Milwaukee students risk arrest during climate protest against banks funding fossil fuel industry
Hundreds of students from around Milwaukee gathered at Zeidler Union Square to rally in support of solutions to the climate crisis, before marching to Wells Fargo and Chase Banks downtown on December 6.
The newly formed People’s Climate Coalition organized the Milwaukee Climate Strike, a continuation of the September climate strike events that took place in Milwaukee and cities around the world that called for action be taken to address climate change.
“Since 2016, Wells Fargo and Chase Banks have loaned more than $347.3 Billion to the fossil fuel industry. It’s time for them to stop,” said the group in a public statement. “We demand that both banks halt financing the fossil fuel industry and reinvest those funds into renewable energy sources and sustainable infrastructure through equitable practices.”
A small group of protesters entered the Wells Fargo Bank at Water Street and Wisconsin Avenue and blocked lines to the teller windows. Police responded when participants refused to leave.
Eleven individuals, including MPS teachers Monica Pallo, Michele Hilbert, and Alex Brower and Rufus King alumni Lauryn Cross were among those arrested for taking part in non-violent civil disobedience blocking an entrance. All eleven were released from custody.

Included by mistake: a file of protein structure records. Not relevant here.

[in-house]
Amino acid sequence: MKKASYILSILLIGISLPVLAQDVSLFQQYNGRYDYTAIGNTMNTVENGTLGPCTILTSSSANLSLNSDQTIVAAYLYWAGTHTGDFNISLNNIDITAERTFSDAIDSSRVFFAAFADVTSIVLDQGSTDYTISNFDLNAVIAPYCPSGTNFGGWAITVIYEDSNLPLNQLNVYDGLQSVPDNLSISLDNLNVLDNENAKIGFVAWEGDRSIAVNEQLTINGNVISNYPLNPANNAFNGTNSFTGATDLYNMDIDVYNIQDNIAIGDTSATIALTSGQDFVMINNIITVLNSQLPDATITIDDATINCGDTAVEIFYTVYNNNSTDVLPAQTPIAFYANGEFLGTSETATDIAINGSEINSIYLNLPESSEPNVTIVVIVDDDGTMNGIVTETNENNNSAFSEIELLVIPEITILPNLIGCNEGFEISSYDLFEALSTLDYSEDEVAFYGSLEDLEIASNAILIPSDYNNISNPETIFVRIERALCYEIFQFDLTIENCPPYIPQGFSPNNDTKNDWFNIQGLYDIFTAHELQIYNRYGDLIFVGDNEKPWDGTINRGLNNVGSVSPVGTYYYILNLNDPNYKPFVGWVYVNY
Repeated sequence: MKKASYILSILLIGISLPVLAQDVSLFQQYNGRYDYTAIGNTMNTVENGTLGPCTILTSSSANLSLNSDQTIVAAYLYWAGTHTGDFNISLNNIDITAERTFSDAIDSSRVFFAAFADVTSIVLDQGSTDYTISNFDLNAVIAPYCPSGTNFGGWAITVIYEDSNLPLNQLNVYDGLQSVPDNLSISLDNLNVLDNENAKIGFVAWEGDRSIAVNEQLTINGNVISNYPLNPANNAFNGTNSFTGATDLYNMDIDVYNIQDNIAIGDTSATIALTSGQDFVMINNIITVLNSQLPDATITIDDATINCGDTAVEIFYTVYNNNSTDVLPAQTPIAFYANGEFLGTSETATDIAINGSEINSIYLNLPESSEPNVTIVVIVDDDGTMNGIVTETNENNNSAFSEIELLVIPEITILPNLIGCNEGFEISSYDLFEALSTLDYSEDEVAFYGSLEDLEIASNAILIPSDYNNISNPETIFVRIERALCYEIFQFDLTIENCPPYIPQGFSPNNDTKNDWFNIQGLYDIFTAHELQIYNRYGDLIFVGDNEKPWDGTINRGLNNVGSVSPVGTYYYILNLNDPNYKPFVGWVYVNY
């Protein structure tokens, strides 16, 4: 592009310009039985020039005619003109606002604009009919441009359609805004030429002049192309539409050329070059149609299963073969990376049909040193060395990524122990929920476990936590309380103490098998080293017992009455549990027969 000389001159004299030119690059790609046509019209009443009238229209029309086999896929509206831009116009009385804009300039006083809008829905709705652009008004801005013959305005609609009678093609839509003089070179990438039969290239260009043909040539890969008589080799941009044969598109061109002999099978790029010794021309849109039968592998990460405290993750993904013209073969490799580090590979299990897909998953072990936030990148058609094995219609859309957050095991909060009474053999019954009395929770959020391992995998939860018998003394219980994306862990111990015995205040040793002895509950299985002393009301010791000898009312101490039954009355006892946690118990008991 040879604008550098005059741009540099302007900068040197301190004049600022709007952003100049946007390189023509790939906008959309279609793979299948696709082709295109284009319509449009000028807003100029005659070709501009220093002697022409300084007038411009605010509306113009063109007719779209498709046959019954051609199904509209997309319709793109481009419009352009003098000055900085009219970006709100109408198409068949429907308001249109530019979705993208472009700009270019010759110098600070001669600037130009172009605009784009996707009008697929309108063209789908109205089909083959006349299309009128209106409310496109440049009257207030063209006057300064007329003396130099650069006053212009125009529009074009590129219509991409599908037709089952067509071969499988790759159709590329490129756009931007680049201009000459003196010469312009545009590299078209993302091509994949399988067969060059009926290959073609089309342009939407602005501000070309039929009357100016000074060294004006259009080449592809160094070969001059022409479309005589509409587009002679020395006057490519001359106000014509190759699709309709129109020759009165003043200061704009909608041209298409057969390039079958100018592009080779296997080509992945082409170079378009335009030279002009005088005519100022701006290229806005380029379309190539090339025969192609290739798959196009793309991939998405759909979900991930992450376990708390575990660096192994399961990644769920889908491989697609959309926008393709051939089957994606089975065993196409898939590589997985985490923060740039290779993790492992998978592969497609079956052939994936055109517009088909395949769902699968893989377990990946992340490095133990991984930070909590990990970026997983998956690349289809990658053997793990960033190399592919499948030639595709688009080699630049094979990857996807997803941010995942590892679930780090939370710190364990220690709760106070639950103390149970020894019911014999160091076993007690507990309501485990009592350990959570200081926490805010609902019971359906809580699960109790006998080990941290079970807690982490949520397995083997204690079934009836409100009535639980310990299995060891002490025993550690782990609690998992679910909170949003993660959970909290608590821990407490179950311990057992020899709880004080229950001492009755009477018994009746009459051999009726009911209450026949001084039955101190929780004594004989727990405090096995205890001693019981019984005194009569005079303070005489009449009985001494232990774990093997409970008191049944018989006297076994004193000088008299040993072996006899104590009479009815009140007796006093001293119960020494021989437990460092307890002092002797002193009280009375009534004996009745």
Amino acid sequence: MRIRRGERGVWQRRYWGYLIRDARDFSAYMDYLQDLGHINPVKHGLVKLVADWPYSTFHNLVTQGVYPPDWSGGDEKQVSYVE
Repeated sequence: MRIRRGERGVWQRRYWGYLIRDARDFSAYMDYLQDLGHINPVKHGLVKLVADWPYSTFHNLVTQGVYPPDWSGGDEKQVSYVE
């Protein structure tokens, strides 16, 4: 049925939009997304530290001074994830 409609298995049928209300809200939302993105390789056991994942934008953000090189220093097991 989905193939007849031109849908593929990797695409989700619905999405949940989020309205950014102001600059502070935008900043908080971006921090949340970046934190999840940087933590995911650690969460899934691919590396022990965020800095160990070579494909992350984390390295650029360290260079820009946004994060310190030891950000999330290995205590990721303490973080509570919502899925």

The Milwaukee coalition brought together members from 350 Milwaukee, Youth Climate Action Team, Gaia Coalition Network, Extinction Rebellion Milwaukee, Sunrise Milwaukee and NextGen WI, along with individuals concerned with protecting the environment.
One of the participants of the peaceful sit-n that took place at Wells Fargo released a public statement via social media.
“I’m a person who always thinks critically about their image and messages they convey.
Being arrested for nonviolent civil disobedience isn’t needed to help pass the message of youth frustration with climate inaction, but can send a powerful message.
Being arrested isn’t needed to make the statement that black and brown people living in Milwaukee are facing the impacts of not always having access to clean water , clean air and clean food a lot harder than others, but can help uplift their voices.
Being arrested is not something that black and brown youth activists should welcome first when trying to get their message across.
Sitting in Wells Fargo across from chase bank with refusal to move until corporations who claim to be for the community does send a message.
Sitting amongst community members united for the same cause does send a message.
My message I wanted sent was that I am tired of living in a city where homes on the north and south side of Milwaukee live with higher blood lead levels than the majority of the nation
My message I wanted sent was that I am tired of the city investing more money in police than our health department who could take the necessary actions to help at risk families in Milwaukee.
I continue this fight because I am fully invested in the faces I see everyday, faces that look like me and faces that don’t . I don’t think that I have been given insurance as to a reason to stop and I won’t until the day I do.”
– Lauryn Cross, Organizer at Youth Climate Action Team (YCAT)